Do I need a POLST?

If you’re generally healthy, no: you do not need a POLST.

Why? Because a POLST is very specifically intended for people who have a life-limiting illness, advanced frailty, or both.

A life-limiting illness is one you’re not likely to recover from, including (but not limited to):

Advanced frailty describes significant physical deterioration resulting from serious illness. It also can be a function of age—though not every older person becomes frail. No matter the cause, frailty leaves you highly vulnerable to poor health outcomes, especially when aggressive treatment may be necessary. (For example, if you’re frail and need CPR, chances are high that you will suffer broken ribs, injured organs, or worse).

A POLST describes the treatments you do and don’t want given your current state of health. It directs any immediate treatments you might need during an emergency. This makes it different from a living will, which communicates the care you prefer in the future. (See the below FAQ on living wills for more detail).

How do I create a POLST?

First and foremost, you need to have an honest conversation with your doctor about your medical condition, your prognosis, and your treatment wishes. (You may want to include your family, your health care proxy, or other people involved in your care).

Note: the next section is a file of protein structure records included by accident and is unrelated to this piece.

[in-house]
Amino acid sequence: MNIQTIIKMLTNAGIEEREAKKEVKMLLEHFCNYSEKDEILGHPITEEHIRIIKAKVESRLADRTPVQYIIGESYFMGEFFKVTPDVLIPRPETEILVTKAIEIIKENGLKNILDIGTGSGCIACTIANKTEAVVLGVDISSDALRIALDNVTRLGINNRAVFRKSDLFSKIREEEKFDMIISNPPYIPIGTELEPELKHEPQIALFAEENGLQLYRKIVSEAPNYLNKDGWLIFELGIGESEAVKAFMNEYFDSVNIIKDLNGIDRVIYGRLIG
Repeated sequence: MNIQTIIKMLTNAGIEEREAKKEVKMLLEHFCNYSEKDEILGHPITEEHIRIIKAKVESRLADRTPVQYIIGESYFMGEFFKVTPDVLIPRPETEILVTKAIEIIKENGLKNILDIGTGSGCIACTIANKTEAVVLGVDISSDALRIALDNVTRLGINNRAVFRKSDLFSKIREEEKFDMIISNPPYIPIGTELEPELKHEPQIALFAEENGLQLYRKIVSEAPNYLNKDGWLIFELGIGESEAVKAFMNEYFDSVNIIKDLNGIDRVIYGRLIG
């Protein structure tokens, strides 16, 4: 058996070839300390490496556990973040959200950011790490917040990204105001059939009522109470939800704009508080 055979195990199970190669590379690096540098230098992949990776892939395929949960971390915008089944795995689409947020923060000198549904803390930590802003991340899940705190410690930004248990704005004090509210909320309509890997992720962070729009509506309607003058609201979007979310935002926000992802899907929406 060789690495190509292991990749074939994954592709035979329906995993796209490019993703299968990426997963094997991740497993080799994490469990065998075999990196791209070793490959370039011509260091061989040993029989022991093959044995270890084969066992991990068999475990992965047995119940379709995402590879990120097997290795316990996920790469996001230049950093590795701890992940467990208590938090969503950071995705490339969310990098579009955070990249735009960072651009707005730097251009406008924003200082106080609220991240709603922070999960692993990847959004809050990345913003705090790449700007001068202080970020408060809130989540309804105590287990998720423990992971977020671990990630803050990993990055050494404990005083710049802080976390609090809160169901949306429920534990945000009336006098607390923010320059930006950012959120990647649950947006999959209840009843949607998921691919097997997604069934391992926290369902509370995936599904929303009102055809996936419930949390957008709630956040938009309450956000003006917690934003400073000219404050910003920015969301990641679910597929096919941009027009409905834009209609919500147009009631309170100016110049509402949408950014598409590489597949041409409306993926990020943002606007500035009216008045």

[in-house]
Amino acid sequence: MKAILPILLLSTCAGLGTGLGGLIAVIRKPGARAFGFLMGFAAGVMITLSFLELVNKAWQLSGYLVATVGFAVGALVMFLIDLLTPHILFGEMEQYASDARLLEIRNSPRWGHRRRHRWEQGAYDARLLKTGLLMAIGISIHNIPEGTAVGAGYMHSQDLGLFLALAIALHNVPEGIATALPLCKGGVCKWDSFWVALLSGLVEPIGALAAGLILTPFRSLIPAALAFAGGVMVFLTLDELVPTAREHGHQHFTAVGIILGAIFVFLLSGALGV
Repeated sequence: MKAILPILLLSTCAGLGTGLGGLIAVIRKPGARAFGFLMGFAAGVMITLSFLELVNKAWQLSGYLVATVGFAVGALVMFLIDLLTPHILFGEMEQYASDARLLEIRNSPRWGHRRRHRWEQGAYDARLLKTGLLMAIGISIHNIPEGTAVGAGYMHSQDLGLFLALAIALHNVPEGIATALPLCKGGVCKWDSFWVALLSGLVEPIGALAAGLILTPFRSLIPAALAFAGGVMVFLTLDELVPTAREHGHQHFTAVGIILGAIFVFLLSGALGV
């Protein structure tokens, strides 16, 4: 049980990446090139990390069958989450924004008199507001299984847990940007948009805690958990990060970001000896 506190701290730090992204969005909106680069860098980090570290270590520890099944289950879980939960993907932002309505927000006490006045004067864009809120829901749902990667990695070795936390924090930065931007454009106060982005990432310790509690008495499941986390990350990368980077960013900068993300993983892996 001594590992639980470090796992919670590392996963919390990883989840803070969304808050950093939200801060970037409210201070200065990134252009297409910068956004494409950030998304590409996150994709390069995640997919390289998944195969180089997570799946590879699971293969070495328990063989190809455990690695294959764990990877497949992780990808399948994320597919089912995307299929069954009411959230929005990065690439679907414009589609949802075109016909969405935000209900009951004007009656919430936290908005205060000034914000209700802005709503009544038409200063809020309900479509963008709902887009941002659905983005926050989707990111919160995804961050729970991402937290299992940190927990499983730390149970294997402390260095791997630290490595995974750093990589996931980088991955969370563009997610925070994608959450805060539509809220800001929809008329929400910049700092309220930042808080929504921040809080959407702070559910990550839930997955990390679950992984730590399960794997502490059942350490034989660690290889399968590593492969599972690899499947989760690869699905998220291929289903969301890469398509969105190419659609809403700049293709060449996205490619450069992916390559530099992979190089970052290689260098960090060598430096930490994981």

During this discussion, you doctor will walk you through the POLST form and explain any medical terms and treatments so that you fully understand what they are and how they relate to your specific situation.

Then, you will complete the form together. Your POLST only becomes valid once you and your physician sign it.

While POLST forms may differ slightly by state, each version includes the same four basic sections:

  • Section A: Cardiopulmonary resuscitation (CPR). This covers what you want medical providers to do if your heart stops.
  • Section B: Medical interventions. This covers what you want medical providers to do if your heart is still beating, but you are critically ill. Here, you indicate preferences about where to receive care if you want it, and what types of care you do and do not choose.
  • Section C: Antibiotics. This covers what you want medical providers to do if you develop a life-threatening infection. It’s an important piece of your POLST because some antibiotics have serious side effects and require hospitalization to administer.
  • Section D: Artificial nutrition. This covers what you want medical providers to do if you can’t eat or drink on your own.

National POLST provides a helpful video that clearly explains each part of the form and how to complete it. It may be helpful for your decision-making process to watch it with your caregivers before completing your POLST, but it’s not necessary to do so.

If you would like to review a blank copy of the POLST before completing it with your doctor, you can find your state form online. 

What should I do with my POLST once I have one?

Make copies of the form and share them with your medical providers and caregivers. If you live at home, keep a copy in a visible location, such as on your refrigerator.

The bottom line